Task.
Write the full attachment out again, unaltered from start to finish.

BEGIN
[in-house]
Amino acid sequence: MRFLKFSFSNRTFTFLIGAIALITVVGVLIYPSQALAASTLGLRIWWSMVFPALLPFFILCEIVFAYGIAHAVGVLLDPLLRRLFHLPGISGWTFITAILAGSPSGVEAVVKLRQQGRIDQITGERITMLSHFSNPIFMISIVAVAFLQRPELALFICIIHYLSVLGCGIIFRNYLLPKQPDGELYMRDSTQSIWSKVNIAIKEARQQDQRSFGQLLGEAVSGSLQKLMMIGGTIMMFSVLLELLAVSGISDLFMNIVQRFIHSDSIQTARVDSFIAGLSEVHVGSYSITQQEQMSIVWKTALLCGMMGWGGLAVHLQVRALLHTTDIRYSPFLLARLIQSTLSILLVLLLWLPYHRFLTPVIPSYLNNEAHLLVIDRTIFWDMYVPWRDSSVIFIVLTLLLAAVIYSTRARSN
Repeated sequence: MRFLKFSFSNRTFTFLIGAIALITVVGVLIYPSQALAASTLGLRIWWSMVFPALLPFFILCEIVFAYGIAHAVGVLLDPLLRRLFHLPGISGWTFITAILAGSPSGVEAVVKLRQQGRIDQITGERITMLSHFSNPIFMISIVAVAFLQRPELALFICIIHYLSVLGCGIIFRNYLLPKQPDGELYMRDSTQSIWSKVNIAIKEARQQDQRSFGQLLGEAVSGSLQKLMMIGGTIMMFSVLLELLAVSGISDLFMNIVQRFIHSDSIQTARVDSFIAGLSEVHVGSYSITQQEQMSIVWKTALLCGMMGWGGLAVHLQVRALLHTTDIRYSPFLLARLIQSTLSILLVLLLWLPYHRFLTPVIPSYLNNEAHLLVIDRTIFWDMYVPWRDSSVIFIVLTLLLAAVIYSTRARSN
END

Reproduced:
[in-house]
Amino acid sequence: MRFLKFSFSNRTFTFLIGAIALITVVGVLIYPSQALAASTLGLRIWWSMVFPALLPFFILCEIVFAYGIAHAVGVLLDPLLRRLFHLPGISGWTFITAILAGSPSGVEAVVKLRQQGRIDQITGERITMLSHFSNPIFMISIVAVAFLQRPELALFICIIHYLSVLGCGIIFRNYLLPKQPDGELYMRDSTQSIWSKVNIAIKEARQQDQRSFGQLLGEAVSGSLQKLMMIGGTIMMFSVLLELLAVSGISDLFMNIVQRFIHSDSIQTARVDSFIAGLSEVHVGSYSITQQEQMSIVWKTALLCGMMGWGGLAVHLQVRALLHTTDIRYSPFLLARLIQSTLSILLVLLLWLPYHRFLTPVIPSYLNNEAHLLVIDRTIFWDMYVPWRDSSVIFIVLTLLLAAVIYSTRARSN
Repeated sequence: MRFLKFSFSNRTFTFLIGAIALITVVGVLIYPSQALAASTLGLRIWWSMVFPALLPFFILCEIVFAYGIAHAVGVLLDPLLRRLFHLPGISGWTFITAILAGSPSGVEAVVKLRQQGRIDQITGERITMLSHFSNPIFMISIVAVAFLQRPELALFICIIHYLSVLGCGIIFRNYLLPKQPDGELYMRDSTQSIWSKVNIAIKEARQQDQRSFGQLLGEAVSGSLQKLMMIGGTIMMFSVLLELLAVSGISDLFMNIVQRFIHSDSIQTARVDSFIAGLSEVHVGSYSITQQEQMSIVWKTALLCGMMGWGGLAVHLQVRALLHTTDIRYSPFLLARLIQSTLSILLVLLLWLPYHRFLTPVIPSYLNNEAHLLVIDRTIFWDMYVPWRDSSVIFIVLTLLLAAVIYSTRARSN